YouTube Improvements to Standard & Scheduled Publishing; Using Ruby on Rails, RESTful Web APIs and YouTube

Scheduled publishing in YouTube just recived several updates over the last few months making video reliably go live at the scheduled time and to show up in subscribers' feeds according to the publish time (not upload time).New with standard publishingNotify subscribers at time published (i.e. first set public), not time uploaded - Now, videos will […]

Updates to YouTube Schedule publishing Goes Live

Scheduled publishing in YouTube just recived several updates over the last few months making video reliably go live at the scheduled time and to show up in subscribers' feeds according to the publish time (not upload time).

New with standard publishing
Notify subscribers at time published (i.e. first set public), not time uploaded - Now, videos will :show up in channel and homepage feeds based on the time you mark them public, rather than the original upload time," YouTube informs. YouTube also now use time published in all other search and discovery features throughout the site, so you don't have to worry about keeping videos private for a bit before publishing.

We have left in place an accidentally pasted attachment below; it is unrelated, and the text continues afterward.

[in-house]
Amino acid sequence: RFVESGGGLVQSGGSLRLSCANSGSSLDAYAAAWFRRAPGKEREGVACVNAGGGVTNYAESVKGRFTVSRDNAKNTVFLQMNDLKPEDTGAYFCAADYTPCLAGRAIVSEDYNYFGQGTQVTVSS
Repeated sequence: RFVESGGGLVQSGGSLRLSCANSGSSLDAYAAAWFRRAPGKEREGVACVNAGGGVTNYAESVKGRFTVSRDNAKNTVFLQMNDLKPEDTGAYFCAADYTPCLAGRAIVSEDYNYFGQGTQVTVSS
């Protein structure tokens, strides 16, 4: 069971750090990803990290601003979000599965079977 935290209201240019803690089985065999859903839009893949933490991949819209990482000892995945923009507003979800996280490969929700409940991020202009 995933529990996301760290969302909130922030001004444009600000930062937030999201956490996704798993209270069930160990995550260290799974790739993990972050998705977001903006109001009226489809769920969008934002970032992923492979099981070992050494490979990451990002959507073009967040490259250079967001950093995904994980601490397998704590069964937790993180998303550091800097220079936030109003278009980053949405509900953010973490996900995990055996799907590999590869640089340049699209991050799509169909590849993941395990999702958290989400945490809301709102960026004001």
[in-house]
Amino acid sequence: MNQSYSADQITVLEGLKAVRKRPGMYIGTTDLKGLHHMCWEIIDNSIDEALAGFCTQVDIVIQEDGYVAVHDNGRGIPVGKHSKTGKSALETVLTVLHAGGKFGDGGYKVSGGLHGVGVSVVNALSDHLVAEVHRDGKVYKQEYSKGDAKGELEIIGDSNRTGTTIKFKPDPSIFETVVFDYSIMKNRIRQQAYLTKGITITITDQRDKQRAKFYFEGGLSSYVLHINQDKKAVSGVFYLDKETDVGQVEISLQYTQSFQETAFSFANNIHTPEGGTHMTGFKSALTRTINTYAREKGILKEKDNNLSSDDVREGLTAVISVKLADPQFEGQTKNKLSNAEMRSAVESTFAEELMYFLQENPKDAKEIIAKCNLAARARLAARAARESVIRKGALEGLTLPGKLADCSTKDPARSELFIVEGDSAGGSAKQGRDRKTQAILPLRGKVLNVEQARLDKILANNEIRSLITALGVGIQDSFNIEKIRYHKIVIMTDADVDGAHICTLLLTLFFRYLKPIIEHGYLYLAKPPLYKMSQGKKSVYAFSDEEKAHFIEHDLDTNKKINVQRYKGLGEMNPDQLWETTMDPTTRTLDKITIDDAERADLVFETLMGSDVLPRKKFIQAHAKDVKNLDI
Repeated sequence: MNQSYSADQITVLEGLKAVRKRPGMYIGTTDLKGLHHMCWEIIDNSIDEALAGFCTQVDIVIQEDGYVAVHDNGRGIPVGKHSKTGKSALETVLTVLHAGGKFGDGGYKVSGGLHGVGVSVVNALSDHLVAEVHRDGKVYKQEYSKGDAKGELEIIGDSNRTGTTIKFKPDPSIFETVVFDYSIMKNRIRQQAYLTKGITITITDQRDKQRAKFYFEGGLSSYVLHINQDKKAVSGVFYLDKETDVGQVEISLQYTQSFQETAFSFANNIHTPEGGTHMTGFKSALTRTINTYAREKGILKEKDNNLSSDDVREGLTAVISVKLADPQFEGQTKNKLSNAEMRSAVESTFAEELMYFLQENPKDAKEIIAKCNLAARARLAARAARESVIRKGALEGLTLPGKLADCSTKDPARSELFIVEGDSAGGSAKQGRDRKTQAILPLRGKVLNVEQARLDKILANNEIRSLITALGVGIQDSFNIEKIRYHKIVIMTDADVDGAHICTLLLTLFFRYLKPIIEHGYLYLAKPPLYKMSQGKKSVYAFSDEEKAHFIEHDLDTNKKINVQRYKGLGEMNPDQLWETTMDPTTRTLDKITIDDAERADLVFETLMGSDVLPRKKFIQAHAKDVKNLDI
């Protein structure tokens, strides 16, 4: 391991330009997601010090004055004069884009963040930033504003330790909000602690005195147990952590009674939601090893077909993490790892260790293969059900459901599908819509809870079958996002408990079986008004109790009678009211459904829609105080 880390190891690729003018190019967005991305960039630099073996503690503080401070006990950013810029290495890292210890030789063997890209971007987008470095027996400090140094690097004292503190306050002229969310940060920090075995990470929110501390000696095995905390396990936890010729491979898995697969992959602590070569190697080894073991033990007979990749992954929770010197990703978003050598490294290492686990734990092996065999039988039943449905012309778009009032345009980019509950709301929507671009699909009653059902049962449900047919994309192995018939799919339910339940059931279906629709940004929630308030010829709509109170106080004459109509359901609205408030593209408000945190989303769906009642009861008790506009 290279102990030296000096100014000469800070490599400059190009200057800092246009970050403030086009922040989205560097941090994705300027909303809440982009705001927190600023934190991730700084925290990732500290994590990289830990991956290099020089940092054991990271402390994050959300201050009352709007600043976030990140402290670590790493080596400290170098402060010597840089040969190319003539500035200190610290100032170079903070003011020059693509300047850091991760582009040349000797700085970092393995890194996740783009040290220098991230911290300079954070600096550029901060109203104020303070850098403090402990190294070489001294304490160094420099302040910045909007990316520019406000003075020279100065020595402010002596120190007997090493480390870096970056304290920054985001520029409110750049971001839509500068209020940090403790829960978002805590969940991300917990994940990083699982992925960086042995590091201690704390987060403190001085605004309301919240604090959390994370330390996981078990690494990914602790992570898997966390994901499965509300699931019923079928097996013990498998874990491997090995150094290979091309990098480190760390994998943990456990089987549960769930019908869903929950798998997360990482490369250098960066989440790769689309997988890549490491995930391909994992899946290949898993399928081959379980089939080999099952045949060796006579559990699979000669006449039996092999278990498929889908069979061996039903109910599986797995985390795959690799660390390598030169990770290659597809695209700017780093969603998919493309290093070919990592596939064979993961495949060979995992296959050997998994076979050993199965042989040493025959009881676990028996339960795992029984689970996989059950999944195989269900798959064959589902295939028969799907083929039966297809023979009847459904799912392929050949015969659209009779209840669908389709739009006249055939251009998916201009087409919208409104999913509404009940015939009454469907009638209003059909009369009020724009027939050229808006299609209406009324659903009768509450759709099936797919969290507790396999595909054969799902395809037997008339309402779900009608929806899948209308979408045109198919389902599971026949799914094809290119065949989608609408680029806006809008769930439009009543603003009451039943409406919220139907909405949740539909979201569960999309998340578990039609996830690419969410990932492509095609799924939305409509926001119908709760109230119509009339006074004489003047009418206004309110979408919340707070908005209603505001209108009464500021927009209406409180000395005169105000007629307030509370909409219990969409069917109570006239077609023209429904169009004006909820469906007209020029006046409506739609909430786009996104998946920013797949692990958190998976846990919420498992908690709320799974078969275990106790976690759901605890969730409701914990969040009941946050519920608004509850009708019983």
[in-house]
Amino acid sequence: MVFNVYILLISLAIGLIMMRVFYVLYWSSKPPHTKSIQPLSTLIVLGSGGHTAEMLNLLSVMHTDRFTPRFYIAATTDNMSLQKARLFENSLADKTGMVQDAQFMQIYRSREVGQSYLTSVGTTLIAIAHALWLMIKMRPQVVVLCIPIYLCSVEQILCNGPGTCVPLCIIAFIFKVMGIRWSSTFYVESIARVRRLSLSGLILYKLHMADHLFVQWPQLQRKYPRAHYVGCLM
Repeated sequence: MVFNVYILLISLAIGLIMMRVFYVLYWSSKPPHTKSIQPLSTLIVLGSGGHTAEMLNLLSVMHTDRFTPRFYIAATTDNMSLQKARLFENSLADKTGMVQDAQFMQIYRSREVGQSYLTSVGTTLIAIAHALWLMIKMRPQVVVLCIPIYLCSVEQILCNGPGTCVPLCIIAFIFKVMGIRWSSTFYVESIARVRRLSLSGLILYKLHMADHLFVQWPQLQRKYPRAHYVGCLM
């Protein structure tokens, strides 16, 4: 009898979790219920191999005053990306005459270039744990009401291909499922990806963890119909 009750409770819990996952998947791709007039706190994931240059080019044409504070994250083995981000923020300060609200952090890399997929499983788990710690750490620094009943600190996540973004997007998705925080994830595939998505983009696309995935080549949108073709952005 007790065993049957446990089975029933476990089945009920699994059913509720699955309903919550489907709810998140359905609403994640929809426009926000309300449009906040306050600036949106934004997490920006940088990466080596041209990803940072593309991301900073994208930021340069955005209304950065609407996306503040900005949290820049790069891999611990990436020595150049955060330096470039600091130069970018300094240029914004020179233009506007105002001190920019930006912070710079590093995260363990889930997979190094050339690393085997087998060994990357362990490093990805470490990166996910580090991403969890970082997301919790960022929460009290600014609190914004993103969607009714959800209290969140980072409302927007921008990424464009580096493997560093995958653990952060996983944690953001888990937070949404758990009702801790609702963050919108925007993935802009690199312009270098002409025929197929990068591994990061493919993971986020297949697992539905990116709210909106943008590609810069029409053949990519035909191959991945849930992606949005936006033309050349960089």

"No more "0% published": Now, no more than a few minutes will pass between when your video is ready to watch, and when it goes out to your subscribers. As opposed to the old system which wouldn't send videos until they processed on all formats (720p, 1080p, etc.), which could sometimes take a while.

New with scheduled publishing
Now, the video will be private until the scheduled publishing time. Google also added information to Video Manager that lets uploaders see when a video will publish in their local time zone. Once complete, a check mark with the confirmed published time will appear.

In other YouTube news, the team YouTube API team today published a couple of videos tutorials -- This video presentation introduces YouTube and its APIs with an emphasis on how you can use them for your business. It includes examples for technical and nontechnical audiences:

This second video right below show that YouTube and Ruby on Rails are a great fit for building interesting educational apps.

Along the way, the tutorial also cover OAuth2, the various client libraries for Ruby, and using test-driven development with RESTful web APIs.